|US5378494 *||Feb 18, 1994||Jan 3, 1995||Minnesota Mining And Manufacturing Company||Method of applying a thin coating on the lower surface of a bilevel substrate|
|US5382317 *||Feb 18, 1994||Jan 17, 1995||Minnesota Mining And Manufacturing Company||Method of selectively applying a coating to a bilevel substrate|
|US5739296 *||May 20, 1994||Apr 14, 1998||Russian Technology Group||Method and materials for thermostable and lightfast dichroic light polarizers|
|US6174394||Dec 24, 1997||Jan 16, 2001||Optiva, Inc.||Method for thermostable and lightfast dichroic light polarizers|
|US6399166||Apr 15, 1997||Jun 4, 2002||Optiva, Inc.||Liquid crystal display and method|
|US6767594||Dec 15, 1998||Jul 27, 2004||Gosudarstvenny Nauchny Tsentr Rossiiskoi||Polarizer and liquid crystal display element|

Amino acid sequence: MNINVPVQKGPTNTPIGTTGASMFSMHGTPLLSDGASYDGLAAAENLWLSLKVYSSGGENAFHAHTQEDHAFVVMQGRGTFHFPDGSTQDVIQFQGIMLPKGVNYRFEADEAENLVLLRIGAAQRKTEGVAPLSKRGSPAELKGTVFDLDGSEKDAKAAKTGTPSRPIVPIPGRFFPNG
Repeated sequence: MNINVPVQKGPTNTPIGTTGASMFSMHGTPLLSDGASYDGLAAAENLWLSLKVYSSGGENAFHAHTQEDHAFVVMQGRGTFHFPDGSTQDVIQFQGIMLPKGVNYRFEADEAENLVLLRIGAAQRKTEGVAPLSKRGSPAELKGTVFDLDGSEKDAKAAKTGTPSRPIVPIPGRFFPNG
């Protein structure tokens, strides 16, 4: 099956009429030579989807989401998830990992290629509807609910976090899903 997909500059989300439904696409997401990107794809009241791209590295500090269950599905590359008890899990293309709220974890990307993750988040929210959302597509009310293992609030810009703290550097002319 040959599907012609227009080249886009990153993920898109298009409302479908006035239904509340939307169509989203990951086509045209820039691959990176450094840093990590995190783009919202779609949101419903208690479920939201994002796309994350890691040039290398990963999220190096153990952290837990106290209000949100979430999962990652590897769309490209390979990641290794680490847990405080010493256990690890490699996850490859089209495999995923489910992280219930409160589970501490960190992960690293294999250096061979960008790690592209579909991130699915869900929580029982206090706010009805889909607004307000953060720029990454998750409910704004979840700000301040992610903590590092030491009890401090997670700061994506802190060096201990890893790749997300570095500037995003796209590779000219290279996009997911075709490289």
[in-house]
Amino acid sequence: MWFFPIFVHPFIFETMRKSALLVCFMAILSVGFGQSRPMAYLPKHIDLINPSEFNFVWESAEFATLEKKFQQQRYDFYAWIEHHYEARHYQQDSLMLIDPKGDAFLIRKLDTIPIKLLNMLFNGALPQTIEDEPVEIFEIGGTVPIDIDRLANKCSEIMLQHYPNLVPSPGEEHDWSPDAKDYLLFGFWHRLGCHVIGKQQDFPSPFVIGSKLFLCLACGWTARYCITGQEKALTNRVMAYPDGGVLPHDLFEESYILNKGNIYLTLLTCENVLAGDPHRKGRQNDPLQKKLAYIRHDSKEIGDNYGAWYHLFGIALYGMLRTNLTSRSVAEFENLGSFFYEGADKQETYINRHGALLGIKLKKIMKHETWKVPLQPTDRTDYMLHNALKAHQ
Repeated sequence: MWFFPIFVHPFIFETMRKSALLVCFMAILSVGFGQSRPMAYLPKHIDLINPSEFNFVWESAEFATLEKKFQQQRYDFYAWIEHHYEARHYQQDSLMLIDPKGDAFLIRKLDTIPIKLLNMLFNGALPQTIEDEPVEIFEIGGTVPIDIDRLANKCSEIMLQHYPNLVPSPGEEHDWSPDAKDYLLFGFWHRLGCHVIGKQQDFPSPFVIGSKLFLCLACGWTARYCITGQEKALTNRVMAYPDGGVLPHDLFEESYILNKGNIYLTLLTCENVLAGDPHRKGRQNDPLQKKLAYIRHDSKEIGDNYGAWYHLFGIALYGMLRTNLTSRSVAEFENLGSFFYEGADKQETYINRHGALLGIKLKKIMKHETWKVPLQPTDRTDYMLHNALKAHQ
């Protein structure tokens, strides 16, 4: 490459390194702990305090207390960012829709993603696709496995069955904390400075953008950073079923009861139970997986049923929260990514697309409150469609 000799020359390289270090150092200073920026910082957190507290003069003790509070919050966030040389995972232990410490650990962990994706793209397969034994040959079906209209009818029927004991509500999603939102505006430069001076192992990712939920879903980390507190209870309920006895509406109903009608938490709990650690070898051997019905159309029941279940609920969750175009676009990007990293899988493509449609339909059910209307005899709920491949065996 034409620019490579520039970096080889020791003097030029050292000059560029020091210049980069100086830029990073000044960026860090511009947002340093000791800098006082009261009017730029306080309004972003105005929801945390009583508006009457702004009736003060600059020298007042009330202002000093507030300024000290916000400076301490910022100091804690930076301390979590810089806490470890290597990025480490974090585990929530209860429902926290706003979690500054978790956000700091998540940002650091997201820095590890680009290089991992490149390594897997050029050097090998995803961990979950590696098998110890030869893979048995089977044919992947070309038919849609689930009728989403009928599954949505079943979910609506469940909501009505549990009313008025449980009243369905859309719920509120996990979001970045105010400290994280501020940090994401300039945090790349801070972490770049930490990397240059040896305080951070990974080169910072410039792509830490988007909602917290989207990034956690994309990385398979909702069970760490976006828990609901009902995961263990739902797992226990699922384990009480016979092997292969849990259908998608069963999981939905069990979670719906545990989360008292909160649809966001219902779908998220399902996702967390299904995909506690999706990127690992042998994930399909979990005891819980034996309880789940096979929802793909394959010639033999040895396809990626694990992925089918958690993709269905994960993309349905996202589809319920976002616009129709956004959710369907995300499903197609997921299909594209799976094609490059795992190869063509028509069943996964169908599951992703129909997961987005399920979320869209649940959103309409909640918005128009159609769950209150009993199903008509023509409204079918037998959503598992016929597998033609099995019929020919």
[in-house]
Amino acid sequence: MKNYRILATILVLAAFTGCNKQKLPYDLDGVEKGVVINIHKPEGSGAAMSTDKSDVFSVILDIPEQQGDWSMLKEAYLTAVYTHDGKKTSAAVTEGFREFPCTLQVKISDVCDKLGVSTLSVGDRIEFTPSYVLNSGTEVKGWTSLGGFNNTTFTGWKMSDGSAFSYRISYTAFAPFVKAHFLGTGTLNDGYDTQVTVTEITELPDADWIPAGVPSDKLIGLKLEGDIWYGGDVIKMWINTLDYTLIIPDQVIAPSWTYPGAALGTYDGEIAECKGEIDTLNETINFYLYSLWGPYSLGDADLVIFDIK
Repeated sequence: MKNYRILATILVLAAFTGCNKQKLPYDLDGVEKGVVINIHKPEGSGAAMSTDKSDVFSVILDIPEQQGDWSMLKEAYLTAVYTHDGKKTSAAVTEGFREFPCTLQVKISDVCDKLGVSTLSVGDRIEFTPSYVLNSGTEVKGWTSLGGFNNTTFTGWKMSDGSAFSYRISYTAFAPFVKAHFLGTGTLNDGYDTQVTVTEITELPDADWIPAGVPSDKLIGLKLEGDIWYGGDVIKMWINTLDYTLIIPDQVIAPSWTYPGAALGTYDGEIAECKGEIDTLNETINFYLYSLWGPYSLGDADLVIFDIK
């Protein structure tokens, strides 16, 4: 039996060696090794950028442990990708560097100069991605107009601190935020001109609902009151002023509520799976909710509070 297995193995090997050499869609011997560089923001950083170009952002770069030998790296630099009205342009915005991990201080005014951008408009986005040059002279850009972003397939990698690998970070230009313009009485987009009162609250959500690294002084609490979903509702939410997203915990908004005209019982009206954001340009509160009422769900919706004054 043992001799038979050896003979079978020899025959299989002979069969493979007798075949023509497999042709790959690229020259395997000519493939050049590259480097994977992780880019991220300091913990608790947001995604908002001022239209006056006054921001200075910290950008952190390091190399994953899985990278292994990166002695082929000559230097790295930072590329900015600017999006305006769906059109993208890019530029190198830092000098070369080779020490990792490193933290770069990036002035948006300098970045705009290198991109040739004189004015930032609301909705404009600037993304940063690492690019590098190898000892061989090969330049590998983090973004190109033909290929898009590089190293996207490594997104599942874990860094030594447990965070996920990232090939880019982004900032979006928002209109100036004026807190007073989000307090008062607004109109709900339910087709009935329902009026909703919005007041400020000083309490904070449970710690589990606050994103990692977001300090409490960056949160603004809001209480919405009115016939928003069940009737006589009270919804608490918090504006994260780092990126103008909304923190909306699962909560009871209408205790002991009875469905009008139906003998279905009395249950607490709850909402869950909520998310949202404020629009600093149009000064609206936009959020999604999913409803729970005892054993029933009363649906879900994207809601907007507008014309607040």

|US7015990||Apr 24, 2001||Mar 21, 2006||Nitto Denko Corporation||Liquid crystal display including O-type and E-type polarizer|
|US7108749 *||Apr 26, 2001||Sep 19, 2006||Nitto Denko Corporation||Technological machinery for production of polarizers|
|US7232594||Jun 10, 2004||Jun 19, 2007||Gosudarstvenny Nauchny Tsentr Rossiiskoi Federatsii “Niopik” (GNTS RF “Niopik”)||Polarizer and liquid crystal display element|
|US7315338||Jan 7, 2006||Jan 1, 2008||Nitto Denko Corporation||Liquid crystal display including O-type and E-type polarizer|
|US7327418||May 16, 2006||Feb 5, 2008||Nitto Denko Corporation||Technological machinery for production of polarizers|
|US7407291||Jun 3, 2005||Aug 5, 2008||Texas Instruments Incorporated||Micromirror projection of polarized light|
|US7453640||Jan 7, 2006||Nov 18, 2008||Nitto Denko Corporation||Liquid crystal display including O-type and E-type polarizer|
|US7480017||Aug 30, 2005||Jan 20, 2009||Radiant Images, Inc.||Microdisplay|
|US7989071||May 3, 2005||Aug 2, 2011||Merck Patent Gmbh||Organic electronic devices|